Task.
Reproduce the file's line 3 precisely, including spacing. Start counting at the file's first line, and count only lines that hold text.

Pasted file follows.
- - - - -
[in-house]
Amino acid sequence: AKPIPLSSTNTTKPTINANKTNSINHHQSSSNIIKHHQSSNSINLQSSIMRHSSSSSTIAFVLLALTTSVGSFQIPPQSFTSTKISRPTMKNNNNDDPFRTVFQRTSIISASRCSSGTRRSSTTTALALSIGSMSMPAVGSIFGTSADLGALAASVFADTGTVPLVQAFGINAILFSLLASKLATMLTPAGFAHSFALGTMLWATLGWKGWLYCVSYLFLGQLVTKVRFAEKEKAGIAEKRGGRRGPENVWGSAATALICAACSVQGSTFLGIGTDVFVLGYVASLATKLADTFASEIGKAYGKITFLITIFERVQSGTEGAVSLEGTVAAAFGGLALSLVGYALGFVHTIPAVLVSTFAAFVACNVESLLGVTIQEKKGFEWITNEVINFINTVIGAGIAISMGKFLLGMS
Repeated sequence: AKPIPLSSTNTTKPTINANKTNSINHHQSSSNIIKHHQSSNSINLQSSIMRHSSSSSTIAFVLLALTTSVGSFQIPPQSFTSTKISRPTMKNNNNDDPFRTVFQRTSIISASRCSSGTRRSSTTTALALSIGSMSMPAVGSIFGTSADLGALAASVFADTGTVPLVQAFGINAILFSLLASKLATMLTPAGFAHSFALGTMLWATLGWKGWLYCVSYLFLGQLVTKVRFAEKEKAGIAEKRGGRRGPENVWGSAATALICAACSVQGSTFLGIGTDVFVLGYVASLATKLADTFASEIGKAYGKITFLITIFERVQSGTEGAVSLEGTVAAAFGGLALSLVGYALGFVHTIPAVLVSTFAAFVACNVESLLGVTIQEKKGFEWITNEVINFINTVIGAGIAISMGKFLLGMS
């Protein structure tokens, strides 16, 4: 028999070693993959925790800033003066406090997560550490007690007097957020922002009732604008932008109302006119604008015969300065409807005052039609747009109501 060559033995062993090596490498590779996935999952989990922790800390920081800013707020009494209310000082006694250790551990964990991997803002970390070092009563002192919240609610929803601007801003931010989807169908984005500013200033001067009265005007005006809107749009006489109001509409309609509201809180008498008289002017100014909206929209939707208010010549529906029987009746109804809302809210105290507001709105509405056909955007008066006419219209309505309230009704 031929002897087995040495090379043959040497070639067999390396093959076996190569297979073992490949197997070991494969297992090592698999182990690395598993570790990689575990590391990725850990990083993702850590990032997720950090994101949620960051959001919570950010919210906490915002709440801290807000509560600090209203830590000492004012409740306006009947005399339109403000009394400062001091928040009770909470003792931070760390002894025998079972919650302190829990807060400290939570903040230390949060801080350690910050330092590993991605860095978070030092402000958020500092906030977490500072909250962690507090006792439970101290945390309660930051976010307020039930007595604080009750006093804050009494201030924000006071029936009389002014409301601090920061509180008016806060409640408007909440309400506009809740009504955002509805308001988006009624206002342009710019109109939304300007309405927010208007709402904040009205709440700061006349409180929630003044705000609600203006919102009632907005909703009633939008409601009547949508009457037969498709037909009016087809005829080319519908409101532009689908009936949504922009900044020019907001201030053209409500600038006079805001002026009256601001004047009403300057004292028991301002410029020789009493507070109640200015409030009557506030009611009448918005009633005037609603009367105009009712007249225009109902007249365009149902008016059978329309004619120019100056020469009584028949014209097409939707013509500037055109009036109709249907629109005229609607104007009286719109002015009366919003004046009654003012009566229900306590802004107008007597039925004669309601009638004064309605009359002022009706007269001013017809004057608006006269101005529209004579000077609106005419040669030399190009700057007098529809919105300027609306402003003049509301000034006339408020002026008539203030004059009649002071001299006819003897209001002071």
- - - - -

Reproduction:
Repeated sequence: AKPIPLSSTNTTKPTINANKTNSINHHQSSSNIIKHHQSSNSINLQSSIMRHSSSSSTIAFVLLALTTSVGSFQIPPQSFTSTKISRPTMKNNNNDDPFRTVFQRTSIISASRCSSGTRRSSTTTALALSIGSMSMPAVGSIFGTSADLGALAASVFADTGTVPLVQAFGINAILFSLLASKLATMLTPAGFAHSFALGTMLWATLGWKGWLYCVSYLFLGQLVTKVRFAEKEKAGIAEKRGGRRGPENVWGSAATALICAACSVQGSTFLGIGTDVFVLGYVASLATKLADTFASEIGKAYGKITFLITIFERVQSGTEGAVSLEGTVAAAFGGLALSLVGYALGFVHTIPAVLVSTFAAFVACNVESLLGVTIQEKKGFEWITNEVINFINTVIGAGIAISMGKFLLGMS